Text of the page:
This is a partial transcript from "Hannity & Colmes," January 17, 2007, that has been edited for clarity.
SEAN HANNITY, CO-HOST: First, our top story tonight: Hillary Clinton is doing everything she can tonight to fight off Barack Obama in his surge. Take a look at what happened when New York's junior senator appeared this morning on "The Today Show."
(BEGIN VIDEO CLIP)
MATT LAUER, "TODAY" SHOW HOST: Senator Barack Obama has announced he's opening an exploratory committee, basically the first step toward running toward president. Is he completely qualified? He's been in the Senate for two years, a member of the Foreign Relations Committee. Is he completely qualified to be commander-in-chief, in your opinion?
SEN. HILLARY CLINTON, D-N.Y.: You know, Matt, we're going to have a really vigorous debate, I think, on both sides, with both parties, in this primary season. And the voters will make these decisions. That's what's so great about our system.
LAUER: But do you think he's qualified? I mean, he's a fellow Democrat. Would you be comfortable with him in the White House?
CLINTON: I'm going to let all of those decisions be sorted out by voters.
(END VIDEO CLIP)
Hardly an endorsement for Barack Obama. She couldn't come out and say he's qualified. Has the competition begun, Jane?
JANE FLEMING, YOUNG DEMOCRATS OF AMERICA: Well, the competition has begun, as you know. And the good thing is Democrats have lots of great candidates on our side who will be running for president, which is not what I can say for the Republicans. It's a lot more of the same over on your guys' side.
HANNITY: It didn't take a long time to get your cheap shot in. I want to talk about the president's comments. The president said we need a bigger presence in Iraq. The president said, at this point, I think it would be a mistake. I believe we — I don't believe we should tie our hands and the hands of the new Iraqi government. And the president said, "We don't want to send a signal to insurgents, to the terrorists that we're going to be out of here at some date certain. I think that would be like a green light to go ahead and just bide your time."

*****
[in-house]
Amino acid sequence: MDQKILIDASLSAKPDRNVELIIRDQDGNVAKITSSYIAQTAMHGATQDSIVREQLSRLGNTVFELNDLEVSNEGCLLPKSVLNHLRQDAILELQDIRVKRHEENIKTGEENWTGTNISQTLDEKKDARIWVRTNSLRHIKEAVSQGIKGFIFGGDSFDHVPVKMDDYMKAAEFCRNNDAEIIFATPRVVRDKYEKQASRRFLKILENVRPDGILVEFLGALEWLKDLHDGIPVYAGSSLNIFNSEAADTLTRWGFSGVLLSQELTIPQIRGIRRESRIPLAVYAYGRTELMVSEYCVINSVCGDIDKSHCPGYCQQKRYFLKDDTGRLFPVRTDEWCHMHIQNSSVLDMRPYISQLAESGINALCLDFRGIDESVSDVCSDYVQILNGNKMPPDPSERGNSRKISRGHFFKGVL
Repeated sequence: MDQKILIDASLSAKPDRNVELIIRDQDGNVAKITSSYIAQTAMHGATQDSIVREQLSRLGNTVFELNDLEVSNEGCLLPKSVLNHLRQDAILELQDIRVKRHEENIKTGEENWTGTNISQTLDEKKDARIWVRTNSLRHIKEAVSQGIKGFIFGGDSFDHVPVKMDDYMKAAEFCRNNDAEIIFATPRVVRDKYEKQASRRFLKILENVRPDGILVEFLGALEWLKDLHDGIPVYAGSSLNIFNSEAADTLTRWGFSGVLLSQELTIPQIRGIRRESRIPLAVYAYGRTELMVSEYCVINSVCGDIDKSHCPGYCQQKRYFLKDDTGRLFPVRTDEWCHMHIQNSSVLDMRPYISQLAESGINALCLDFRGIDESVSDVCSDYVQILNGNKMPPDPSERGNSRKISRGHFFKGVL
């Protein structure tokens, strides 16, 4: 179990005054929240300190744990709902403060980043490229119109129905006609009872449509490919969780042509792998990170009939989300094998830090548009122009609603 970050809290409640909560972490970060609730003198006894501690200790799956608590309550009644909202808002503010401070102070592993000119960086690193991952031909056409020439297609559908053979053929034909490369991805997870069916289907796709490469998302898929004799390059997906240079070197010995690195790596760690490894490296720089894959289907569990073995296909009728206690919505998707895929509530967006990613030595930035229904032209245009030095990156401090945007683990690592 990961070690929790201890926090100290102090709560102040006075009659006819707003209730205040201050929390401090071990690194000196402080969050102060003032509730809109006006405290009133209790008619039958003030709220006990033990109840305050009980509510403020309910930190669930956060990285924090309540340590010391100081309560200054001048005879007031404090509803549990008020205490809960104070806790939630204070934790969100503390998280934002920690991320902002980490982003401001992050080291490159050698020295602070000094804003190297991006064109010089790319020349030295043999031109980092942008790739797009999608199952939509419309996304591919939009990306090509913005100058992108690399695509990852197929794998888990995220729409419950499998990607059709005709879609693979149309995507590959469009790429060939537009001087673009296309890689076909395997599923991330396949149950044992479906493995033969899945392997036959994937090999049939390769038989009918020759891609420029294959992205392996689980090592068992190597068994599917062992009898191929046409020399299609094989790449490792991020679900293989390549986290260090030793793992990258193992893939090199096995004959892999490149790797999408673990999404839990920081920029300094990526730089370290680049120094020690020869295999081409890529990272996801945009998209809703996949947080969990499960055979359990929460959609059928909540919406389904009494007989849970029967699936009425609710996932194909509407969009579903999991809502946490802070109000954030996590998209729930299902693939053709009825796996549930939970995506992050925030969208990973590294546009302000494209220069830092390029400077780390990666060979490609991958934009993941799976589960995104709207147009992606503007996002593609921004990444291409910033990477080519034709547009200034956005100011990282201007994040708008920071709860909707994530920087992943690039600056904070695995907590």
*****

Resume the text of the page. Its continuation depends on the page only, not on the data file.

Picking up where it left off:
Is George Bush wrong in saying that?
FLEMING: Yes. But George Bush also said, which you seem to leave out, that he thought the Iraq war was a losing war. He said that recently. And so...
HANNITY: And you're a supporter of Hillary's position on the war?
FLEMING: I am a supporter of the Democrats' position, which is, number one, we should be listening to the Iraq Study Group, which had lots of recommendations for us to have a military solution, along with a political solution.
HANNITY: Jane, the words I just read to you were Hillary Clinton's. She said those things.
HANNITY: She said it just, you know, February 20, 2005. She said that. Now she's flipped and flopped as she did again today.
FLEMING: Hey, you want to talk about flip-flopping, let's talk about McCain.
HANNITY: No, I want to talk about — you just said George Bush was wrong in saying it. I asked if you support Hillary and the Democrats. You said yes. So will you now admit that Hillary was wrong when she said it and Hillary doesn't have a position on Iraq?
FLEMING: Sean, I actually didn't say anything about the comments that you read. What I said is you left out what George Bush said about Iraq. So don't twist my words.
HANNITY: Ann Coulter, isn't that revealing? All these Democrats supported a troop surge, every one of them.